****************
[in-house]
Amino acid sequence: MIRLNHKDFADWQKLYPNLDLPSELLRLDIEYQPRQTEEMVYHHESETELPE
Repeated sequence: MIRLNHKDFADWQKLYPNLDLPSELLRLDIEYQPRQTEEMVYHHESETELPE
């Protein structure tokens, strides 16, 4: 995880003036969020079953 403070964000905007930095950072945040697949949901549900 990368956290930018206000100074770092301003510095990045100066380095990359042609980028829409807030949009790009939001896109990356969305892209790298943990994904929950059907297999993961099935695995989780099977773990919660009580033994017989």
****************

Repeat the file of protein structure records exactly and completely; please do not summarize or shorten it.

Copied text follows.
[in-house]
Amino acid sequence: MIRLNHKDFADWQKLYPNLDLPSELLRLDIEYQPRQTEEMVYHHESETELPE
Repeated sequence: MIRLNHKDFADWQKLYPNLDLPSELLRLDIEYQPRQTEEMVYHHESETELPE
């Protein structure tokens, strides 16, 4: 995880003036969020079953 403070964000905007930095950072945040697949949901549900 990368956290930018206000100074770092301003510095990045100066380095990359042609980028829409807030949009790009939001896109990356969305892209790298943990994904929950059907297999993961099935695995989780099977773990919660009580033994017989």